OLYMPIAN and Royal Artillery Major Heather Stanning OBE is part of a national campaign by armed forces charity SSAFA to celebrate 100 years since women were legally permitted to serve in the British military.

This month marks the centenary of the formation of the Women’s Army Auxiliary Corps, the first time women were formally enrolled in the UK Armed Forces. Back then, women’s roles involved cooking, administration and mechanical work.

Today, one hundred years on they stand shoulder to shoulder with their male counterpart, with close combat roles in the Royal Marines, Royal Armoured Corps, infantry and Royal Air Force Regiment opening up to them last year.

To mark the anniversary and 100 years’ worth of contribution, SSAFA has commissioned renowned war photographer Robert Wilson to create an iconic image of currently serving women, like Heather, and veterans from the Royal Navy, British Army and Royal Airforce, including other Olympic gold medallists Dame Kelly Holmes, who served in the British Army for 10 years.

Stanning, who is a major in the Royal Artillery based at Larkhill, said: "The rate of evolution for women in our Armed Forces is phenomenal. It is remarkable to compare the types of jobs women did in 1917 with what they do now."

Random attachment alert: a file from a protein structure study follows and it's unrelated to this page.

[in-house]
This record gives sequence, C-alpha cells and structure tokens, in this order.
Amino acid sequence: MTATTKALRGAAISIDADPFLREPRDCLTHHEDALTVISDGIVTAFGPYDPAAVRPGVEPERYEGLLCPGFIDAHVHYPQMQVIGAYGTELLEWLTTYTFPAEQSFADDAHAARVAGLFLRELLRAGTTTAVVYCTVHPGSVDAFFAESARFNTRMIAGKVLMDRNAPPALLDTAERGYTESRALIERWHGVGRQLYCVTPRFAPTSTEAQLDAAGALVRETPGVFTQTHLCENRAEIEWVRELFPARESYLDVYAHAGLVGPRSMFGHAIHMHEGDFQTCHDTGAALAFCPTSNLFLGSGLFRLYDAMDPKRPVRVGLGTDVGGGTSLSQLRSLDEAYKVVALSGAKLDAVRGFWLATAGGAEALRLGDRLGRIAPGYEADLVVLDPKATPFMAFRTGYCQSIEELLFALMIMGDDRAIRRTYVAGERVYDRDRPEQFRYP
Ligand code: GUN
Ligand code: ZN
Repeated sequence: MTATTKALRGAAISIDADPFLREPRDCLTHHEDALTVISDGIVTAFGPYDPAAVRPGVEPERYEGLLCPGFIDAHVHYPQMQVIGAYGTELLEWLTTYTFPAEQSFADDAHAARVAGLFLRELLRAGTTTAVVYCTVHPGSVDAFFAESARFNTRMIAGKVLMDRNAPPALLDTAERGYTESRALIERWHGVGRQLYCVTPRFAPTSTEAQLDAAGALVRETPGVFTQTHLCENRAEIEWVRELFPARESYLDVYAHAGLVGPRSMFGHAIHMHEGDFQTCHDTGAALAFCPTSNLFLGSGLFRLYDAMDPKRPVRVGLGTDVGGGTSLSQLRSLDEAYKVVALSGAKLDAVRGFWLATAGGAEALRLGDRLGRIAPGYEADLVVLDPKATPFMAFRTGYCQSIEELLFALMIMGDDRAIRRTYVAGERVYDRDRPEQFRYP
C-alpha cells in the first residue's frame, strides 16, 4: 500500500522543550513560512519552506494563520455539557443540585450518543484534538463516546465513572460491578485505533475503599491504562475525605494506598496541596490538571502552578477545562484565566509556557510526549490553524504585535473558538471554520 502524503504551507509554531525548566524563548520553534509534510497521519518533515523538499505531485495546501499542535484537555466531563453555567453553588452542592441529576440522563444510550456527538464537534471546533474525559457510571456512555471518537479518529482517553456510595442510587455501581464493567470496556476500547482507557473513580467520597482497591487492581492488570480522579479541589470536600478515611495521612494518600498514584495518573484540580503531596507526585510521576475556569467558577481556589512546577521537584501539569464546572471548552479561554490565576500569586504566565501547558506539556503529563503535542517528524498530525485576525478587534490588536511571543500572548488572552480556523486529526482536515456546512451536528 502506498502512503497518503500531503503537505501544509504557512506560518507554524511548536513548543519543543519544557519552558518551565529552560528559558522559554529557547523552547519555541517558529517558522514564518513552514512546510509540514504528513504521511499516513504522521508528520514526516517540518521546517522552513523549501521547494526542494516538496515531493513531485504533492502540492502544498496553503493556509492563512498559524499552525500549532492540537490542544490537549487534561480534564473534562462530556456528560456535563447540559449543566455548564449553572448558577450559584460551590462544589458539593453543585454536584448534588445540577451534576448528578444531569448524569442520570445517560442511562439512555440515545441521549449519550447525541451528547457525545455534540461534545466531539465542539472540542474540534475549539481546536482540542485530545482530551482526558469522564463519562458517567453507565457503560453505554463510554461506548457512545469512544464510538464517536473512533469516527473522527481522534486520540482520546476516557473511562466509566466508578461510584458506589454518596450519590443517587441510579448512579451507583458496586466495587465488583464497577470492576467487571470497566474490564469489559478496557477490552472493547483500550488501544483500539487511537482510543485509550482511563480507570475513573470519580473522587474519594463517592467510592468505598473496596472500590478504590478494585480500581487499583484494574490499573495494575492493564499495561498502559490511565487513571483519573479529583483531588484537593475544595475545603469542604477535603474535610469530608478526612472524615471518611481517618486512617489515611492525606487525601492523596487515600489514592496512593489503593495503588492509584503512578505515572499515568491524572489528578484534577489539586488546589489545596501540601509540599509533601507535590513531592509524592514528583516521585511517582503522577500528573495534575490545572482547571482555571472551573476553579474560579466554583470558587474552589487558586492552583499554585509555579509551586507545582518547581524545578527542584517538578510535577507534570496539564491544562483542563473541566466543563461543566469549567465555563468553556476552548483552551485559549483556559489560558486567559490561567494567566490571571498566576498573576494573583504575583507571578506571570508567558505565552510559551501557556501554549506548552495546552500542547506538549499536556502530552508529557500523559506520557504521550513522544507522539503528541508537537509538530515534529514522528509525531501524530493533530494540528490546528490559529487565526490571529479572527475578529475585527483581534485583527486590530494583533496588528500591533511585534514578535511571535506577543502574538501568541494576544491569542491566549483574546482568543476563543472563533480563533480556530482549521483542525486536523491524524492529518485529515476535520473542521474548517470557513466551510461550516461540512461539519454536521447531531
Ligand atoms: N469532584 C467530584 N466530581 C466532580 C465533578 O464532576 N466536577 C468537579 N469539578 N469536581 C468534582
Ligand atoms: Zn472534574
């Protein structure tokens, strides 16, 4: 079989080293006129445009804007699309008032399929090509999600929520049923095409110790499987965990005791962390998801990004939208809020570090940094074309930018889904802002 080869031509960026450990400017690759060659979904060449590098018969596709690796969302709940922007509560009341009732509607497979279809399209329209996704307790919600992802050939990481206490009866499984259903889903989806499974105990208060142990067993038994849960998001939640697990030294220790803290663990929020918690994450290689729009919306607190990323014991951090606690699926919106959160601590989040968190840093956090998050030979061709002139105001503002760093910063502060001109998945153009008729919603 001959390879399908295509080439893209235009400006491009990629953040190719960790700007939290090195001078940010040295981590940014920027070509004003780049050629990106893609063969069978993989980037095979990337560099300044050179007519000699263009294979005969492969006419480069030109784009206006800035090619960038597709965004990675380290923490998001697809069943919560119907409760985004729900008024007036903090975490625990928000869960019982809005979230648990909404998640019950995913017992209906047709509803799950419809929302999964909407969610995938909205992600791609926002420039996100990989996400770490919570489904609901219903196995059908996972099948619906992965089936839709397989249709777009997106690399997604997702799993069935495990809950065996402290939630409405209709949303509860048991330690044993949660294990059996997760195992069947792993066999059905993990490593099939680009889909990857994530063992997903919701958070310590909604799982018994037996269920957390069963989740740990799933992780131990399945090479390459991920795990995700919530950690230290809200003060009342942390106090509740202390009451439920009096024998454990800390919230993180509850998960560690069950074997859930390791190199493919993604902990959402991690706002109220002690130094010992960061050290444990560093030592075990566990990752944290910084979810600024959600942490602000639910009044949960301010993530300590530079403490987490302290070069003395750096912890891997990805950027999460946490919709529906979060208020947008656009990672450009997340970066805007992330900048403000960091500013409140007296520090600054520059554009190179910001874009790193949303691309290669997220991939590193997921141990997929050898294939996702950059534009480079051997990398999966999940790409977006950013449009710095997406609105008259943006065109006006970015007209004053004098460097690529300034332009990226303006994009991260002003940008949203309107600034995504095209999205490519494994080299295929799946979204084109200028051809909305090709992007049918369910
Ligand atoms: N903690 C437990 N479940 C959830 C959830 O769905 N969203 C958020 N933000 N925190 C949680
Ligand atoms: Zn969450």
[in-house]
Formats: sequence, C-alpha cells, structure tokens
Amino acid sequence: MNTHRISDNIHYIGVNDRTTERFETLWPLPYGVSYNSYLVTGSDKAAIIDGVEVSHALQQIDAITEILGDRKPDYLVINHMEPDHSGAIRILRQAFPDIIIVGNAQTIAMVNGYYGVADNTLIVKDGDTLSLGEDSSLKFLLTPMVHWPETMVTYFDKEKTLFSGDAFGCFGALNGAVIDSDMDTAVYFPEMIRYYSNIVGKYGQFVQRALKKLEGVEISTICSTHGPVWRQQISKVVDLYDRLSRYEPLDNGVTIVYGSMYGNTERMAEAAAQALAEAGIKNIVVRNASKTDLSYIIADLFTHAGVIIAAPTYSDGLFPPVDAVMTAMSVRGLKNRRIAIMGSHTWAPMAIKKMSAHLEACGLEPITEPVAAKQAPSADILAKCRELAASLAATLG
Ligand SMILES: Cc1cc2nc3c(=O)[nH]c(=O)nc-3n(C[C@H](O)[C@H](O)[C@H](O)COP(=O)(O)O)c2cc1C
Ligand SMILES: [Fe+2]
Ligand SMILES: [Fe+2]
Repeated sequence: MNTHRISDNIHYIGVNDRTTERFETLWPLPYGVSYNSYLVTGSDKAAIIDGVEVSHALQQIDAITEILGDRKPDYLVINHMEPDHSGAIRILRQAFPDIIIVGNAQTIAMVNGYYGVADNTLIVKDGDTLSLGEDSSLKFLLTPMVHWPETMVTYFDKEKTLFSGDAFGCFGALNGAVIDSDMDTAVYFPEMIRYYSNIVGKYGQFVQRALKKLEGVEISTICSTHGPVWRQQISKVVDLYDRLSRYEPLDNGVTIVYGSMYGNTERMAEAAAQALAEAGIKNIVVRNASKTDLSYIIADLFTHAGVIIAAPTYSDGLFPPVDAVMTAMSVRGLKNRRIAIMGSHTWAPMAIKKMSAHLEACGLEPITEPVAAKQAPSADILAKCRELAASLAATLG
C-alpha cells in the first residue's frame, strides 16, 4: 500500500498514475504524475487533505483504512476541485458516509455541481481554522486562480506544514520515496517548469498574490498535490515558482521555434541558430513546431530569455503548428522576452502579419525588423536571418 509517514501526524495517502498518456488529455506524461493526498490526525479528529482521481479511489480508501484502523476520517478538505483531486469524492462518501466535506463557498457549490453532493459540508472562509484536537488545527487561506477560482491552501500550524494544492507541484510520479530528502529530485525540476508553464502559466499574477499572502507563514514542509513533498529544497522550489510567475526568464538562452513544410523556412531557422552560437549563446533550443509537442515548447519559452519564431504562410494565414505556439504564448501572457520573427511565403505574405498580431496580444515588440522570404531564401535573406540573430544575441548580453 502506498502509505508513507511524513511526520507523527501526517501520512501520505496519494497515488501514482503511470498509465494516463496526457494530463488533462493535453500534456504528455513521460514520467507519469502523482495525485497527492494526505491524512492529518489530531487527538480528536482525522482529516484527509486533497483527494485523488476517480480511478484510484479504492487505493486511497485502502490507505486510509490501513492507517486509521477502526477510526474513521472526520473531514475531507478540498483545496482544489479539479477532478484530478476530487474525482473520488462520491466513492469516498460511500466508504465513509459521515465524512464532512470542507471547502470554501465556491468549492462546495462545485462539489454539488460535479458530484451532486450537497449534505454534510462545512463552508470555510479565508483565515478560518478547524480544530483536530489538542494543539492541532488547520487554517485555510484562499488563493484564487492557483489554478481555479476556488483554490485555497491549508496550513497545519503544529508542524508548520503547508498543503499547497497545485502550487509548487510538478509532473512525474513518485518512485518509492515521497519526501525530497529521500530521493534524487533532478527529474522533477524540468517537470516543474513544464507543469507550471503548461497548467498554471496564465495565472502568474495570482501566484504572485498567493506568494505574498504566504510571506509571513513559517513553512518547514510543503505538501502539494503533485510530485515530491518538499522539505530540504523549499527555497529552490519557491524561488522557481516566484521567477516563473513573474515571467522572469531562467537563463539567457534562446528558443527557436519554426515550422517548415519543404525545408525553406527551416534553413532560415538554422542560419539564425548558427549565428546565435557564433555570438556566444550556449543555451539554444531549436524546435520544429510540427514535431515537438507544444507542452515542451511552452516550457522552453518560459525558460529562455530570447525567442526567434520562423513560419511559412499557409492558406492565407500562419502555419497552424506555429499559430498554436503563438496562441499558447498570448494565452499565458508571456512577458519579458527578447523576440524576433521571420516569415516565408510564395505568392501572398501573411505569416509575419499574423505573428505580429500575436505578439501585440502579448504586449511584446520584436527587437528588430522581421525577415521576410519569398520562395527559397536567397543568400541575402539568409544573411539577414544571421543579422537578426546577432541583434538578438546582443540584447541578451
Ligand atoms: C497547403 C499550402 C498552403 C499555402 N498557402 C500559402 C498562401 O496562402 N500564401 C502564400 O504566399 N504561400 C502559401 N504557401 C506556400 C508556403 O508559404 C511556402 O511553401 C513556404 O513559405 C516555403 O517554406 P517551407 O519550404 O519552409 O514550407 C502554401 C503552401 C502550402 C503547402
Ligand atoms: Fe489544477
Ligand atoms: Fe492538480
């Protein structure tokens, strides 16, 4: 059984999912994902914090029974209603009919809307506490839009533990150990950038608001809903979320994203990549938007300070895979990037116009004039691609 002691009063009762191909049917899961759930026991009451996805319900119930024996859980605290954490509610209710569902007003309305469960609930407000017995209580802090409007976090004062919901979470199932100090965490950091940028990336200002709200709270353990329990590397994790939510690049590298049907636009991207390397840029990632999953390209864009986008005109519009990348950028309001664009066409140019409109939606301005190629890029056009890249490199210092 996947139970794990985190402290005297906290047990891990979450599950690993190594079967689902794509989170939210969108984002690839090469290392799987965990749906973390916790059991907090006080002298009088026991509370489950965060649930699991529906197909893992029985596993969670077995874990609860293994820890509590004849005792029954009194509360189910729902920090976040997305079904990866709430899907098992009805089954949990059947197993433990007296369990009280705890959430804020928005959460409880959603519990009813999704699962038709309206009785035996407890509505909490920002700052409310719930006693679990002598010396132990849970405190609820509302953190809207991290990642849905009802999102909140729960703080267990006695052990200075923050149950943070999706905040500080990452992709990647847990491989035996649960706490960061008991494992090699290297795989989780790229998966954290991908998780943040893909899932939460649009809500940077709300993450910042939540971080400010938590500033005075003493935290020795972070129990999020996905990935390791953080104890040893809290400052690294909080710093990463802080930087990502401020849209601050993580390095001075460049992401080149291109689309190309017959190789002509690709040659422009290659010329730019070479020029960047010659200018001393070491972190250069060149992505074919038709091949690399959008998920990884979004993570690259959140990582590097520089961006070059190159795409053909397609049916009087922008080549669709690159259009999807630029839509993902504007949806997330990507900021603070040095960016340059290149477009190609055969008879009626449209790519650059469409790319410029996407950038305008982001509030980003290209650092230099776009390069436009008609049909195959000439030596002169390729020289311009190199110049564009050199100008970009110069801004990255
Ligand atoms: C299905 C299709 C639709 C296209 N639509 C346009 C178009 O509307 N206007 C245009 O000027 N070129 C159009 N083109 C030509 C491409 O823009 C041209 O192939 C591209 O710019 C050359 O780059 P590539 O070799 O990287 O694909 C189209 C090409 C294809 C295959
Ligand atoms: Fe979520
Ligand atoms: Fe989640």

"I am honoured to join SSAFA, the Armed Forces charity in its celebration of 100 years of women in our Armed Forces. As one of the oldest military charities, SSAFA was there for the first woman who signed-up and will continue to be there for women in the future.”

The twelve women photographed include the first woman to kill in combat, the highest-ranking woman in the British Army, the first transgender woman to serve, who began her career in the Royal Air Force as a man and a 95-year-old veteran who worked as a bomb site inspector in World War Two.

Sir Andrew Gregory, chief executive of SSAFA, added: “We must take a moment to pause, reflect and celebrate their contribution as this milestone approaches.

“It is essential that we continue to promote inclusivity and diversity throughout our Armed Forces in order to benefit from the talent that exists across British society.”